Our particular object in this article is to speak of this happy company, as followers of the Lamb; in doing which, two very prominent considerations are presented, first, The Lamb standing on Mount Sion, as the Leader, and secondly, His followers, and the constancy with which they follow him. Throughout the Scriptures, but more frequently in the book of Revelation, our Lord Jesus Christ is called a Lamb. Peter speaks of him as “A Lamb without blemish and without spot; who verily was foreordained before the foundation of the world, but was manifest in these last times for you who by him do believe in God.” - 1 Peter i. 19-21. He was evidently set forth under the ceremonial dispensation as an unblemished Lamb, by the lambs which were offered in sacrifice on the Jewish altars. Abel’s offering of a lamb is spoken of as signifying his faith in Christ; as it was by faith he offered a more excellent offering than did his brother Cain. The superior excellency of his offering must have been in that his offering pointed to Christ as its antitype; while the productions of the earth, obtained by the servile works of Cain, only foreshadowed the earthly systems of religion, the works of men relied on for acceptance with God, and the embodiment of every kind of will-worship to be, like his, maintained by manual labor, and defended by force of arms. Wherever Christ is presented as a Lamb, we understand that he is specially pointed out as the Lamb of God which taketh away the sins of the world; or in other words, as the offering that should be made for sin. We should bear in mind, he is God, and man, and the only Mediator between God and men, and that he sustains or bears a variety of official characters. Such, for instance, as Prophet, Priest and King, Shepherd, Bishop, Husband and Head, &c., yet he is personally but the one Christ. The Scriptures do not (as we have been falsely represented as holding forth) ascribe to him a plurality of personality. His Mediatorial Headship of the church, and his humanity are presented in the divine record in personal union with his Godhead. So that Christ is one. Whenever he is spoken of in the Scriptures, we understand in all his names, offices or titles, the one God and Savior is personally spoken of. This will more fully appear when we take into consideration the manner in which he is set forth, especially in the book of Revelation, as the Lamb. He is here perhaps more frequently called the Lamb, than by any other name or title, and yet he is also called the Alpha and the Omega, the beginning and the end, the Lord God Almighty. Displaying all that these names imply, John saw him walking in the midst of the seven golden candlesticks, and holding the stars in his right hand. As the Lamb he was slain; and as the Lamb he was seen after the resurrection from the dead, looking like a lamb that had been slain; and the heavenly assembly of his followers worshiped him, saying, Thou art worthy to take the book and to open the seals thereof; for thou wast slain, and hast redeemed us to God by thy blood, &c. And every creature that is in heaven, and on the earth, and such as are in the sea, and all that are in them, heard I, saying, Blessing, and honor, and glory, and power, be unto him that sitteth upon the throne, and unto the Lamb forever and ever. And the four beasts said, Amen. And the four and twenty elders fell down and worshiped him that liveth forever and ever. This Lamb which has been slain, and redeemed his people unto God, said to John, “I am he that liveth and was dead, and behold, I am alive for evermore, Amen, and have the keys of hell and death.” This Lamb is seen in our subject standing on the Mount Sion, as the conquering Son of God, as the Captain of our salvation, the Shepherd and Bishop of our souls, and as the Leader and Commander of his spiritual Israel; and his train fills the temple. His redeemed people are called upon to deny themselves, take their cross and follow him, and this they are to do whithersoever he goeth; through evil as well as through good report. As a Leader, Christ always goes before his flock. When he putteth forth his own sheep, he goeth before them, and the sheep hear his voice, and they follow him; but a stranger they will not follow, for they know not the voice of strangers. And he has said, My sheep hear my voice, and they follow me; and I will give to them eternal life, and they shall never perish. He is not a driver. He led Jacob as a flock. He found him in a desert land, and in a waste-howling wilderness; and he led him about and instructed him, and kept him as the apple of his eye. He has promised to lead the blind in a way they know not, and in paths they have not known; but we have no account of his driving them. He makes them acquainted with the irresistable attractions of his person, and he draws them with the cords of a man; he puts his fear into their hearts, that they shall not depart from him, and has promised that he will not turn away from them to do them good. Will-worshipers and Arminians may require a task-master to drive them onward; but when God takes his people out of the horrible pit, he establishes their going, and puts a new song into their mouth, even praise to his name. As he went before Israel in the wilderness, a cloud by day, and a flame of fire by night, so Jesus lead his spiritual Israel through all their pilgrimage here below. Experimentally, doctrinally and practically, they follow the Lamb whithersoever he goeth. The experience of the saints follows in the line marked out by his wisdom, goodness and grace. They cannot enter into life until they hear his voice, nor can they hear his voice until he calls his own sheep by name. Their first experience and translation from darkness to light, is dictated or led by him, he puts them forth and leads them out from under the condemnation, curse and dominion of the law, and leads them into the green pastures, by the still waters, where he causeth his flock to rest at noon. In all their subsequent experience he leads them, and they follow him. He has led the way for them in all the temptations, afflictions and persecutions to which they are subject in this life; he was tempted in all points as they are, and yet was without sin. In all their afflictions he was afflicted, and the angel of his presence saved them; in his love and in his pity he redeemed them, and he bore and carried them all the days of old. The saints follow Christ in the doctrine which he taught personally when here in the flesh, by his Spirit, and by the inspired writers. They follow the apostles as the apostles followed Christ. So that Christ is the only supreme standard of perfection, and the saints are to wait on his instructions, and follow in the path which he has pointed out for them; calling no man on earth their father or their master in these things. None of the disciples are allowed to be leaders in the doctrine of Christ our Lord, but all are to be followers of God (Christ) as dear children. Practically they observe his examples and precepts in all the institutions of the gospel. Being born again and divinely qualified thereto, they are to confess him before men, declare their faith in, and reliance on, him for all spiritual blessings, and in doing this they trace his footsteps to the baptismal waters, follow his example and obey his command in that sacred ordinance; and they follow him from the Jordan to the wilderness, to be tempted of the devil; and under their temptations they are to follow his example in disputing every inch of the ground with the tempter, and in appealing to the record of divine revelation, in defense of the truth. They follow him in the order he has established in his church, in the communion of the saints, in the occupancy and privileges of all the gifts by him bestowed on Zion; for except we follow him, we cannot be his disciples.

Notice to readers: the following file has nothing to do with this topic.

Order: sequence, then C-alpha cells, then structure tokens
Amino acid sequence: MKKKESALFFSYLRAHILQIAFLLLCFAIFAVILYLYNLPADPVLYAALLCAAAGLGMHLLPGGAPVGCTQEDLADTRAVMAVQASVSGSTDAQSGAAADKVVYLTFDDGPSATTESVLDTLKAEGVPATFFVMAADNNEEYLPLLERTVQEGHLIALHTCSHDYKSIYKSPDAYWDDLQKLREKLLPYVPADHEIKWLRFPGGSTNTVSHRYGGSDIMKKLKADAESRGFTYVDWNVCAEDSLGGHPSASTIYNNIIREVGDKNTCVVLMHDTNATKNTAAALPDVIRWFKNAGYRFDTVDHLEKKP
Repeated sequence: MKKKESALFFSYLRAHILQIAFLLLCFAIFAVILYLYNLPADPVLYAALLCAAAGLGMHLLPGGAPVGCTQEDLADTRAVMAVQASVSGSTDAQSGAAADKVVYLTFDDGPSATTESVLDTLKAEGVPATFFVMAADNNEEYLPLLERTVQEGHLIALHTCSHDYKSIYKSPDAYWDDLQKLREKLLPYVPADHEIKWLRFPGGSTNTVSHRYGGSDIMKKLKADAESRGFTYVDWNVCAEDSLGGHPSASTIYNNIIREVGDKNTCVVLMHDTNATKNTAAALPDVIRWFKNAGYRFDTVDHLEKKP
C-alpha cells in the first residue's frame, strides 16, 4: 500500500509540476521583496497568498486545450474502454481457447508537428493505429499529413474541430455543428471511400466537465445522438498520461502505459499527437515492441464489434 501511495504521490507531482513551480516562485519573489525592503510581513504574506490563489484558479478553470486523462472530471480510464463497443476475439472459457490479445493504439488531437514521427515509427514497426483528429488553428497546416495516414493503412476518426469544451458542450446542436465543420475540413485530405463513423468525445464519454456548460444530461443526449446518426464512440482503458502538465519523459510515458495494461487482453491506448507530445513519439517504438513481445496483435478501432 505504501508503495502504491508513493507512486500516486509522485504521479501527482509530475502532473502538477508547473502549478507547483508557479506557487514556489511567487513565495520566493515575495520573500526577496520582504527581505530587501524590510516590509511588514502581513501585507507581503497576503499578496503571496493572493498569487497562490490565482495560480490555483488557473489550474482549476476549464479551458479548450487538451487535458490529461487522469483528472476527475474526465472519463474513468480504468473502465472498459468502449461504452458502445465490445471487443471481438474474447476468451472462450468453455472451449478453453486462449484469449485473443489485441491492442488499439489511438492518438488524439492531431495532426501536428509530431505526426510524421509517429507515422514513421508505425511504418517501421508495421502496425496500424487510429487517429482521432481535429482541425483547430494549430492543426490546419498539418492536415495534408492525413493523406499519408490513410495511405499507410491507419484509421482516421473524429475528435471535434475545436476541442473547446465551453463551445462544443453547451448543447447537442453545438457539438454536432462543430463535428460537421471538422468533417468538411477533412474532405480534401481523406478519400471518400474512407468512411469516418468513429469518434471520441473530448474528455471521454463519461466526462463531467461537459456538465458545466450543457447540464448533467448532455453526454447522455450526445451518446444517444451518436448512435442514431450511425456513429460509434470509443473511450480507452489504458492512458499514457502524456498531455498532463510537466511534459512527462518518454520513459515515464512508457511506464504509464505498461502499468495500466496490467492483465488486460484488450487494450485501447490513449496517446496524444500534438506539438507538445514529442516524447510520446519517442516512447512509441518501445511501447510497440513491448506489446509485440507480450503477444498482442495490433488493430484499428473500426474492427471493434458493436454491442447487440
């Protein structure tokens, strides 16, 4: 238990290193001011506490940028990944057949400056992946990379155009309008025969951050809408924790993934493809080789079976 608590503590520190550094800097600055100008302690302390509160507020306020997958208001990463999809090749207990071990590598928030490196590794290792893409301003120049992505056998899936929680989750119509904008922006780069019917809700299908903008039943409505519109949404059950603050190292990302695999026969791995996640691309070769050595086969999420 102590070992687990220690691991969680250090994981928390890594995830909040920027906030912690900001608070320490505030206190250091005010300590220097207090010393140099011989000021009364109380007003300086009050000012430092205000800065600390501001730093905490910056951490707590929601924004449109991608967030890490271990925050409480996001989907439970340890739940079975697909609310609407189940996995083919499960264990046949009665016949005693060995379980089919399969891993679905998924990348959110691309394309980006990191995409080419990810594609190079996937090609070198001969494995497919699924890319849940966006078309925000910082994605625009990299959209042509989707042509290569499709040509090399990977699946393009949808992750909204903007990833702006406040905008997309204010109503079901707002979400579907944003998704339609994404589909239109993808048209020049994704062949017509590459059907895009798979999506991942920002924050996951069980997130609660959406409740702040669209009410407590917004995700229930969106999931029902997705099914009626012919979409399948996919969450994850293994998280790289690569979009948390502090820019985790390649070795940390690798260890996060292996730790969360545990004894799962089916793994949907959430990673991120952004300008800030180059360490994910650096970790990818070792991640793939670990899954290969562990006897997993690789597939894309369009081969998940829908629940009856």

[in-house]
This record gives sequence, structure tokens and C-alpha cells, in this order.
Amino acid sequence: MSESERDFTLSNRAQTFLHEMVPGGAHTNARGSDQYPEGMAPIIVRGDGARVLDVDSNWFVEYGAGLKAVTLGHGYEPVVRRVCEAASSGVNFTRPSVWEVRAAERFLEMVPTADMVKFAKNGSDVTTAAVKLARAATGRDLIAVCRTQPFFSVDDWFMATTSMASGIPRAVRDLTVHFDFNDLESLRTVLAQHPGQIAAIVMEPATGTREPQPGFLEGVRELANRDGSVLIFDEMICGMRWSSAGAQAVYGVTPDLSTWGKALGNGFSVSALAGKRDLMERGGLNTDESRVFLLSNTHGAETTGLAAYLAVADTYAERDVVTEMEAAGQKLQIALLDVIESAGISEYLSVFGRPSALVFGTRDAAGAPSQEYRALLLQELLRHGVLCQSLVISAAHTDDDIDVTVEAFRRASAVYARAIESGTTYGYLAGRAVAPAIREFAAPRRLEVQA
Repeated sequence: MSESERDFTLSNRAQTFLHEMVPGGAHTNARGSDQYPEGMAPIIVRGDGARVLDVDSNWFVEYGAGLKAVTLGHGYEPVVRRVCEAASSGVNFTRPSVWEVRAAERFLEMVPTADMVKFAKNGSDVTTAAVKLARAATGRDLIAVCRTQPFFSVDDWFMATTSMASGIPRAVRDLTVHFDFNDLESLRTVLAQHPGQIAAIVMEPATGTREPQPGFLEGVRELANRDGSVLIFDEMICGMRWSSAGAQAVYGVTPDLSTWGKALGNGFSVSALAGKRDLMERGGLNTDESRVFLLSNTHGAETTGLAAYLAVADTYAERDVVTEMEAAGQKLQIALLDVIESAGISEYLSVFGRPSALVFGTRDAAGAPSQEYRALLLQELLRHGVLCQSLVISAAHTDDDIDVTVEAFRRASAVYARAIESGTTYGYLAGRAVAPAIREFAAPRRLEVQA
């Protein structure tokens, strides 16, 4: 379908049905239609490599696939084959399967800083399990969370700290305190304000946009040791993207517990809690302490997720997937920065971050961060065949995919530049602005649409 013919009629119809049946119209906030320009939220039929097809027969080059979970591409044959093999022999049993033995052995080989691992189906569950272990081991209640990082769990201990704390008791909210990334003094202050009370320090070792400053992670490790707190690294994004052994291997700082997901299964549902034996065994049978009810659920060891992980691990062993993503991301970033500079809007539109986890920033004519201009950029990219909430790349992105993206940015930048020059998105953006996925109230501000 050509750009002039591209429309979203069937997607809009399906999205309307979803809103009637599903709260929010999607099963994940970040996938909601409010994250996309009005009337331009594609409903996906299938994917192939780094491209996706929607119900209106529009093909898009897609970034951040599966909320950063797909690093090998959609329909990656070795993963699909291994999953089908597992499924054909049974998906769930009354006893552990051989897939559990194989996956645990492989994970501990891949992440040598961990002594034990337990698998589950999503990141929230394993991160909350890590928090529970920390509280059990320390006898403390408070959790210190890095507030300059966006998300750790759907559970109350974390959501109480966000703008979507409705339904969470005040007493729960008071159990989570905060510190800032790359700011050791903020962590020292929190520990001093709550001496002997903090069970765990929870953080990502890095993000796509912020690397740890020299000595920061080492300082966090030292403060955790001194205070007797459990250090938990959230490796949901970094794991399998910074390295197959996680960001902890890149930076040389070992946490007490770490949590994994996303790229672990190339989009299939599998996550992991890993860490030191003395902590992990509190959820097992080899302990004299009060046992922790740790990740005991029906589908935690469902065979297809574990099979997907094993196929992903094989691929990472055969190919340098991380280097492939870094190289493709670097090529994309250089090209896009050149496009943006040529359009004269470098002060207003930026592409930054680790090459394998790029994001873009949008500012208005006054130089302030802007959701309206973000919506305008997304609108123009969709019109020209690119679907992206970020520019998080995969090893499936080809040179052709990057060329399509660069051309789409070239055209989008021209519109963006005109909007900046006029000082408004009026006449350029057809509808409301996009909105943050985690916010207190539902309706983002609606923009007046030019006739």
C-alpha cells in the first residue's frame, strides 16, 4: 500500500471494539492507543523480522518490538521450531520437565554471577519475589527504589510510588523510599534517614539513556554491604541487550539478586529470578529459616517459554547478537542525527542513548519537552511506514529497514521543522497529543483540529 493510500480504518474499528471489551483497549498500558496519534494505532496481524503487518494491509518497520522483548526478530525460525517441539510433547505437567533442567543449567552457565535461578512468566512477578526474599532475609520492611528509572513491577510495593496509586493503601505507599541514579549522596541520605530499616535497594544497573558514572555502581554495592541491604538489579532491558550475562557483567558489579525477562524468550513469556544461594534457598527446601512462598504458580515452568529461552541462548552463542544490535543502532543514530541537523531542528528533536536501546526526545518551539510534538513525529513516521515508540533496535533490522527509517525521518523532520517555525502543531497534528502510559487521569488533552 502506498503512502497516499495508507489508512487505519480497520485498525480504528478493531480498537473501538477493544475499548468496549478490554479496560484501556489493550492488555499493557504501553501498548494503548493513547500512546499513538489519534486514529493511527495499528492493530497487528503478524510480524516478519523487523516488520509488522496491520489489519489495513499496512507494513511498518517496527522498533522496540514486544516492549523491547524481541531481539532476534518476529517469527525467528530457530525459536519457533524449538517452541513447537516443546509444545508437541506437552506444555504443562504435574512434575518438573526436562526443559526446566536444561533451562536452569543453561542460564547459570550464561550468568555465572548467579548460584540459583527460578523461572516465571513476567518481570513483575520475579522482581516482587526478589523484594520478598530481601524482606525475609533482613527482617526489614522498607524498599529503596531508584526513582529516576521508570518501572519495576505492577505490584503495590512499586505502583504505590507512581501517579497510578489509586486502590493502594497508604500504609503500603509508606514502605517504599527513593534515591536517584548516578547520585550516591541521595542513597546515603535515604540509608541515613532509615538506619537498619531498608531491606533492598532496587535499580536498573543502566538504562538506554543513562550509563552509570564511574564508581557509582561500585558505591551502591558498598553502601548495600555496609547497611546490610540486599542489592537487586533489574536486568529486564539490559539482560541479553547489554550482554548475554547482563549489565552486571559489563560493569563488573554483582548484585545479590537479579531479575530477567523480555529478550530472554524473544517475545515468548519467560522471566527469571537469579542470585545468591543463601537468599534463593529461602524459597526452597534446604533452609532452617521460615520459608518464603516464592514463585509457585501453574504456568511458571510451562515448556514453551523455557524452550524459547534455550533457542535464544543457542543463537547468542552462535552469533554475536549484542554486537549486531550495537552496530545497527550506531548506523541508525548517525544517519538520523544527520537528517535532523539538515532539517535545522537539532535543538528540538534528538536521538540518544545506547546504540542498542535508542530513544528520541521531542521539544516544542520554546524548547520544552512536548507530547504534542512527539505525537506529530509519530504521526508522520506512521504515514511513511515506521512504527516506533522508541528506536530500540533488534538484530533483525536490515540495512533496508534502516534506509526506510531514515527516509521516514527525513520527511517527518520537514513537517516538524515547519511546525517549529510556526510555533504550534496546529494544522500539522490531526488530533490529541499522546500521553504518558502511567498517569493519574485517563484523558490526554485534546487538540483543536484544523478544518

Can we claim for the saints of the present day, that they follow the Lamb whithersoever he goeth? Alas for us, we are prone to wander, and we feel a conviction that we come short in all things; but still if we are truly his people, we shall find at least, that to will is present with us. Our desire will be to follow our dear Redeemer in all things. We love the pattern which he has given, and we admire the fidelity, constancy and strict conformity of the saints as expressed in our text; and our highest, strongest, greatest and most ardent desire is to attain to that standard of primitive purity, and be numbered with that highly favored company, of whom it is testified that they follow the Lamb whithersoever he goeth. May it be our happy privilege to follow him in meekness, humility, patience, and submission to the will of God. He, in setting the example for us, went about doing good, when reviled, he reviled not again, when smitten on one cheek, he turneth the other cheek also; and in all things he should be followed by all who have his Father’s name written in their foreheads. But is it so with us? Are we not too apt to manifest a disposition to follow the corrupt promptings of our carnal and wicked natures, when reviled, to revile again; and to return railing for railing? How unlovely the spirit that would prompt us to leave the footsteps of Christ, and turn aside to follow the flesh. O may we be enabled to mortify the deeds of the flesh, and crucify the old man with his deeds; and in all our deportment as individual members of the body of Christ, and as collective churches of his kingdom, may we walk worthy to the holy vocation wherewith we are called. How striking the contrast between those who follow the Lamb whithersoever he goeth, and those who bite and devour one another! How good and pleasant it is for brethren to dwell together in unity. But O! how evil and unpleasant it is for brethren to thrust with side and shoulder, strive for the mastery, contend about words to no profit, misrepresent, slander and speak evil one of another. Does it not become us at this present moment to inquire,

“Is there ambition in my heart?
Search, gracious God, and see;
Or do I act the haughty part?
Lord, I appeal to thee.”

Yet a very little while, and our conflicts will be over; many of us are near the end of our pilgrimage; to such,

“Soon the joyful news will come,
Child, your Father calls you home.”

And when we shall lay off our armor, and ground our arms at the feet of the Lamb that stands upon Mount Sion, may we be enabled to say with the apostle Paul, “We have fought the good fight, we have finished our course, and kept the faith.” May God reclaim us all from our wanderings, heal our backslidings, receive us graciously, and love us freely, teach us to live and love as brethren, preserve us from all evil, and at last crown us with immortal glory through Christ our Redeemer. Amen.

Middletown, N. Y.
Aug. 15, 1854.

Elder Gilbert Beebe
Editorials Volume 3
Pages 111 - 117